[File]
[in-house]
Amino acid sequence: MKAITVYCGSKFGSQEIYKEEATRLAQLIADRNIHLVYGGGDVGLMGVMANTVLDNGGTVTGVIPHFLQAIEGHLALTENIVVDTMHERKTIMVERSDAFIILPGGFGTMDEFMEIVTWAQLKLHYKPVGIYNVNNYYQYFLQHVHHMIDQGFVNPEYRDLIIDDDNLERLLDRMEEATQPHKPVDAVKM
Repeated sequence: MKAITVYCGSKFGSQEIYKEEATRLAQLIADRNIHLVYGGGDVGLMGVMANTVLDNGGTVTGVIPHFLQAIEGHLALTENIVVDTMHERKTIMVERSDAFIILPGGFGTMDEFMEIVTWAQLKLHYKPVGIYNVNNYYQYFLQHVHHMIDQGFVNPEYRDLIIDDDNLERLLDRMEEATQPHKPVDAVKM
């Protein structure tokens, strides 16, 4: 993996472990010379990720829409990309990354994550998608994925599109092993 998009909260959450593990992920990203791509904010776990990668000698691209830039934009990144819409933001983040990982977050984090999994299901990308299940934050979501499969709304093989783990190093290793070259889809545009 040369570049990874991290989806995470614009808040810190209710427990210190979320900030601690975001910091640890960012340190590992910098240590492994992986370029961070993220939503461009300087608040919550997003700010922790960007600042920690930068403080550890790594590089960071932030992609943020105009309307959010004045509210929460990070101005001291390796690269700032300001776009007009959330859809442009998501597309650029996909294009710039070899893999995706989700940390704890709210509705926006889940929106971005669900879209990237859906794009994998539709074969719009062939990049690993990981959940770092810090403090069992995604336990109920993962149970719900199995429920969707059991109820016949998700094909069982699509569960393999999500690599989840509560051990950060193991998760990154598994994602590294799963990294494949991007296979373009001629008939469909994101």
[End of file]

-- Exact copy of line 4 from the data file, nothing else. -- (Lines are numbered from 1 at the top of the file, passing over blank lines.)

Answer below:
């Protein structure tokens, strides 16, 4: 993996472990010379990720829409990309990354994550998608994925599109092993 998009909260959450593990992920990203791509904010776990990668000698691209830039934009990144819409933001983040990982977050984090999994299901990308299940934050979501499969709304093989783990190093290793070259889809545009 040369570049990874991290989806995470614009808040810190209710427990210190979320900030601690975001910091640890960012340190590992910098240590492994992986370029961070993220939503461009300087608040919550997003700010922790960007600042920690930068403080550890790594590089960071932030992609943020105009309307959010004045509210929460990070101005001291390796690269700032300001776009007009959330859809442009998501597309650029996909294009710039070899893999995706989700940390704890709210509705926006889940929106971005669900879209990237859906794009994998539709074969719009062939990049690993990981959940770092810090403090069992995604336990109920993962149970719900199995429920969707059991109820016949998700094909069982699509569960393999999500690599989840509560051990950060193991998760990154598994994602590294799963990294494949991007296979373009001629008939469909994101």